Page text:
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Phylum Arthropoda > Subphylum Crustacea > Class Malacostraca > Order Decapoda > Brachyurans
Xanthid crabs
Family Xanthidae
updated Dec 12
if you learn only 3 things about them ...
These colourful crabs are poisonous to eat! Their toxins are NOT destroyed by cooking.
They are generally secretive and slow-moving.
They are not venomous but it's best not to touch them.

Where seen? This group includes the most colourful large crabs that you might commonly encounter on the shore. The Egg crabs (Atergatis sp.) are often encountered on many of our shores and can be quite common in coral rubble areas. Others are only sometimes seen. They are more active at night, but nevertheless, usually slow moving and always near some hideaway into which they scuttle at the first sign of danger.

Features:
Body width 5-10cm. Many members are colourful or strikingly patterned. This probably serves as a warning. The group includes among the most poisonous crabs in Singapore. Their toxins are not destroyed by heat or cooking. These crabs should never be eaten. Eating them can cause Paralytic Shellfish Poisoning which can lead to death. There is no antidote to their toxins.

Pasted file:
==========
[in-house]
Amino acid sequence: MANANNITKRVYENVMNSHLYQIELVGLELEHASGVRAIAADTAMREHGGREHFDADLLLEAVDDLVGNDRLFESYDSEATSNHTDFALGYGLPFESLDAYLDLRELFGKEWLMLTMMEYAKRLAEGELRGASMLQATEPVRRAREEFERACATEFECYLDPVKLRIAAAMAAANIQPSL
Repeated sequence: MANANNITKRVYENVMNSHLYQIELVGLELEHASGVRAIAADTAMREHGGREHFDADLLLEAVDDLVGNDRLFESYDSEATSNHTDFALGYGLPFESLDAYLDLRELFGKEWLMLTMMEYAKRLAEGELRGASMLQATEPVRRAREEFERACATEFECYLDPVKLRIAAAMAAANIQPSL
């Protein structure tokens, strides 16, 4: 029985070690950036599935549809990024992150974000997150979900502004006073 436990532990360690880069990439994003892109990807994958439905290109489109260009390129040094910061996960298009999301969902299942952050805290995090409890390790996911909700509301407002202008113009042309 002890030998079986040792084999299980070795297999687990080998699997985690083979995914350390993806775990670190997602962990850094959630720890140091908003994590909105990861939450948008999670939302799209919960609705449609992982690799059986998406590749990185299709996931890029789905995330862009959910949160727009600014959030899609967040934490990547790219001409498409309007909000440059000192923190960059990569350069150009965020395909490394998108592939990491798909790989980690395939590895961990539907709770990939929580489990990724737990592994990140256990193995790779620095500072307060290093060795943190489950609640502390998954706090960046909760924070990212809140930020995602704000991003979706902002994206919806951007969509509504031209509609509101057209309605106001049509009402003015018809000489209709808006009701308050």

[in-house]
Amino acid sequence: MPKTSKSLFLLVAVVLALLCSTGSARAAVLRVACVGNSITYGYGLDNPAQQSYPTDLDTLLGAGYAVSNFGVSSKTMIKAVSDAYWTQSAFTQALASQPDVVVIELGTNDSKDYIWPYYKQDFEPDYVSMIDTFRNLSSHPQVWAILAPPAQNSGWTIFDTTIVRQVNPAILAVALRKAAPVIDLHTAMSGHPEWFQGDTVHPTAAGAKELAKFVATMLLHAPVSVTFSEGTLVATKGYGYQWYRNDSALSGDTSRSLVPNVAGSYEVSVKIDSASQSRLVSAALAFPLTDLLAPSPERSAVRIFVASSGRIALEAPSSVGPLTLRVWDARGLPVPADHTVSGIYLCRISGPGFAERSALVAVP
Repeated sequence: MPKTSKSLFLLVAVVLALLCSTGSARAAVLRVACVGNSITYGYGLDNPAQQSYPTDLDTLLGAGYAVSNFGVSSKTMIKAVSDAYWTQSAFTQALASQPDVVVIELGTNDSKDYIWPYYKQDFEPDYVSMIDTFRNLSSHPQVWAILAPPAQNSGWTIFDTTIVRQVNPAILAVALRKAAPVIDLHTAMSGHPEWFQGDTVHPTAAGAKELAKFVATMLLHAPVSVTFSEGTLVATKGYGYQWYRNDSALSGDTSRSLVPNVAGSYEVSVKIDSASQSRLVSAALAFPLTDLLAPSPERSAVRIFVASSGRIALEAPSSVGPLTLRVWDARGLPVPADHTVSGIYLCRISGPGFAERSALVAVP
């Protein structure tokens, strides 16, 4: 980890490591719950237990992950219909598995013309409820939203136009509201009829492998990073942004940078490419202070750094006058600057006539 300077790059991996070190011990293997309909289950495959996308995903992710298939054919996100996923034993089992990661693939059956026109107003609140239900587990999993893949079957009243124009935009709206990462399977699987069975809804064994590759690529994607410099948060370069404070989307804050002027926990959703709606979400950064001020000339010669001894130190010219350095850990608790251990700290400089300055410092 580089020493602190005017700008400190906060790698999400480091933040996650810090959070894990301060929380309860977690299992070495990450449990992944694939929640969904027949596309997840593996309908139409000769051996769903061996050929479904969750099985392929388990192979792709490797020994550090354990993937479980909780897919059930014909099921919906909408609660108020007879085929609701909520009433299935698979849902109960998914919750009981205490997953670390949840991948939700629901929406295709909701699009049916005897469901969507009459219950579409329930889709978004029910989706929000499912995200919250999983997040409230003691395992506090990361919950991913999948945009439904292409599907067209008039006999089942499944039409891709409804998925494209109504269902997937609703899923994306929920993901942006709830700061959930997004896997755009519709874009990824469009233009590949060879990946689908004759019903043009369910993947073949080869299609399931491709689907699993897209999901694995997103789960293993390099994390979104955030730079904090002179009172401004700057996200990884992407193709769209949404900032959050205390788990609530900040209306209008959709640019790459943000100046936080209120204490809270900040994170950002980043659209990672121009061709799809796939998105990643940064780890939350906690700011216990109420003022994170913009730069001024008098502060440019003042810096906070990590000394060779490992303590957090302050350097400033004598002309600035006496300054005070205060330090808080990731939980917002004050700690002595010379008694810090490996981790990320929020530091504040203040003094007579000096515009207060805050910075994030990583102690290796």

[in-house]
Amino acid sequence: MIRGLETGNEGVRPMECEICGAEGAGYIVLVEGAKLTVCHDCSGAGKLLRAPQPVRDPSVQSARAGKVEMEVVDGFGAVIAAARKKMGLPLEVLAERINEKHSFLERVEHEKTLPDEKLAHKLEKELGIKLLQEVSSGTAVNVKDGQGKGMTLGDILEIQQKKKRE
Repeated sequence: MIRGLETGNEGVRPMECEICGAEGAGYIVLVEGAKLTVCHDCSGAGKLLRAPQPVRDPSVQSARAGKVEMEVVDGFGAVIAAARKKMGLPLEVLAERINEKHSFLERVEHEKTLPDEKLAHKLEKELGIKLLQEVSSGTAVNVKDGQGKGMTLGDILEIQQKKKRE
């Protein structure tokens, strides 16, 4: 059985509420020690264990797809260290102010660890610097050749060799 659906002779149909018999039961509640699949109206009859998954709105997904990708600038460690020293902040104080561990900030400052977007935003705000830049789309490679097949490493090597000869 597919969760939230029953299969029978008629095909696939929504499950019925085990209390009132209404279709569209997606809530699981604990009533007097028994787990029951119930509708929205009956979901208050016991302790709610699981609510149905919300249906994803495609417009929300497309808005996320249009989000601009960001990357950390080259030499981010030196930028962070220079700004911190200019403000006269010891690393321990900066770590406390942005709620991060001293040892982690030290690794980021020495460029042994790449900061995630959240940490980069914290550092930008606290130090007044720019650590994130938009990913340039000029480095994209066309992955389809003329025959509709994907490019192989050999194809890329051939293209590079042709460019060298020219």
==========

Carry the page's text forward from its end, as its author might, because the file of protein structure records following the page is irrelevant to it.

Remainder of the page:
While these crabs may be poisonous, they are not venomous. That is, they cannot introduce their toxins by stinging or biting. But nevertheless, it's best to leave these crabs alone. For example, those who are allergic might get a reaction by even touching these crabs.

How do they make their toxins? The process is not well understood but it is believed that the poisons are produced by bacteria that live in symbiosis with the crabs.
Their toxins are similar to the neurotoxins of puffer fishes, and just as deadly.

What do they eat? Most of these crabs are said to be vegetarians, but at least one was seen chomping happily on a fish.


Human uses: The study of the unique toxins in these crabs may help develop new drugs or achieve better understanding of human health.

Status and threats:
Several of these crabs are listed among the threatened animals of Singapore. L
ike other creatures of the intertidal zone, they are affected by human activities such as reclamation and pollution. Trampling by careless visitors also have an impact on local populations.


A Red egg crab eating a sea urchin.
Tanah Merah, Jun 09


Juvenile Floral egg crab
Tuas, Nov 03


Floral egg crab eating a fish.
Sentosa, Sep 04

Xanthid crabs on Singapore shores




Family Xanthidae recorded for Singapore
from Wee Y.C. and Peter K. L. Ng. 1994. A First Look at Biodiversity in Singapore
in red are those listed among the threatened animals of Singapore from Davison, G.W. H. and P. K. L. Ng and Ho Hua Chew, 2008. The Singapore Red Data Book: Threatened plants and animals of Singapore.

**from WORMS

  Family Xanthidae
  Actea sp. (Spiny-legged rock crabs)
Actaea alcocki=**Atergatopsis alcocki
Actaea amoyensis
Actaea depressa=**Forestiana depressa
Actaea fragifera
Actaea aff. ruppelloides
Actaea savignii
Actaea spongiosa

Actaeodes hirsutissimus
Actaeodes mutatus
Actaeodes tomentosus

Actites erythra=**Actiomera erythra?